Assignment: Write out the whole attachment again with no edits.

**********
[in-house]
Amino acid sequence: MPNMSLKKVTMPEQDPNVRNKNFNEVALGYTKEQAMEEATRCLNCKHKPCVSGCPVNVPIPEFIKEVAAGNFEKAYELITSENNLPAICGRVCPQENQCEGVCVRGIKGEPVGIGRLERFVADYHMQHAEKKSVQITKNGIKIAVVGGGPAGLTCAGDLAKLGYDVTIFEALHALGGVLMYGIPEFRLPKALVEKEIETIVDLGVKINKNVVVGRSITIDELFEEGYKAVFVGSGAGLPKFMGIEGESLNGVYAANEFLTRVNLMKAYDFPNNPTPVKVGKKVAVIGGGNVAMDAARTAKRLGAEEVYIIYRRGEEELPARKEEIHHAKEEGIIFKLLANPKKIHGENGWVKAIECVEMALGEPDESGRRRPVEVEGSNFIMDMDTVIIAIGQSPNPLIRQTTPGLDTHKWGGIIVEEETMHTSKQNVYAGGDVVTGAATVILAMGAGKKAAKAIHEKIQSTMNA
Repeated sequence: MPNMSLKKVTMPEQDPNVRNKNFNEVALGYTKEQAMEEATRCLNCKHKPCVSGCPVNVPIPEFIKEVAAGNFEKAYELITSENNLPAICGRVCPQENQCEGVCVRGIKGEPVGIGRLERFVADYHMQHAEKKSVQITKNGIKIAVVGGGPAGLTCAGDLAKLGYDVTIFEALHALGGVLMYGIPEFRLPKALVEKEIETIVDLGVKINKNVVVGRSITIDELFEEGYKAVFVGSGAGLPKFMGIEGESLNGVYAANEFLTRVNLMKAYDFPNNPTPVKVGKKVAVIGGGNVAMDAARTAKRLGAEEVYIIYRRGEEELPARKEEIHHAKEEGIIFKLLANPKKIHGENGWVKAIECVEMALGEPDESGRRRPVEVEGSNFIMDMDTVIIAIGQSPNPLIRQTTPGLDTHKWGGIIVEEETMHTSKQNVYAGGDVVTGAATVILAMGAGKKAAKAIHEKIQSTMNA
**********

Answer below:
[in-house]
Amino acid sequence: MPNMSLKKVTMPEQDPNVRNKNFNEVALGYTKEQAMEEATRCLNCKHKPCVSGCPVNVPIPEFIKEVAAGNFEKAYELITSENNLPAICGRVCPQENQCEGVCVRGIKGEPVGIGRLERFVADYHMQHAEKKSVQITKNGIKIAVVGGGPAGLTCAGDLAKLGYDVTIFEALHALGGVLMYGIPEFRLPKALVEKEIETIVDLGVKINKNVVVGRSITIDELFEEGYKAVFVGSGAGLPKFMGIEGESLNGVYAANEFLTRVNLMKAYDFPNNPTPVKVGKKVAVIGGGNVAMDAARTAKRLGAEEVYIIYRRGEEELPARKEEIHHAKEEGIIFKLLANPKKIHGENGWVKAIECVEMALGEPDESGRRRPVEVEGSNFIMDMDTVIIAIGQSPNPLIRQTTPGLDTHKWGGIIVEEETMHTSKQNVYAGGDVVTGAATVILAMGAGKKAAKAIHEKIQSTMNA
Repeated sequence: MPNMSLKKVTMPEQDPNVRNKNFNEVALGYTKEQAMEEATRCLNCKHKPCVSGCPVNVPIPEFIKEVAAGNFEKAYELITSENNLPAICGRVCPQENQCEGVCVRGIKGEPVGIGRLERFVADYHMQHAEKKSVQITKNGIKIAVVGGGPAGLTCAGDLAKLGYDVTIFEALHALGGVLMYGIPEFRLPKALVEKEIETIVDLGVKINKNVVVGRSITIDELFEEGYKAVFVGSGAGLPKFMGIEGESLNGVYAANEFLTRVNLMKAYDFPNNPTPVKVGKKVAVIGGGNVAMDAARTAKRLGAEEVYIIYRRGEEELPARKEEIHHAKEEGIIFKLLANPKKIHGENGWVKAIECVEMALGEPDESGRRRPVEVEGSNFIMDMDTVIIAIGQSPNPLIRQTTPGLDTHKWGGIIVEEETMHTSKQNVYAGGDVVTGAATVILAMGAGKKAAKAIHEKIQSTMNA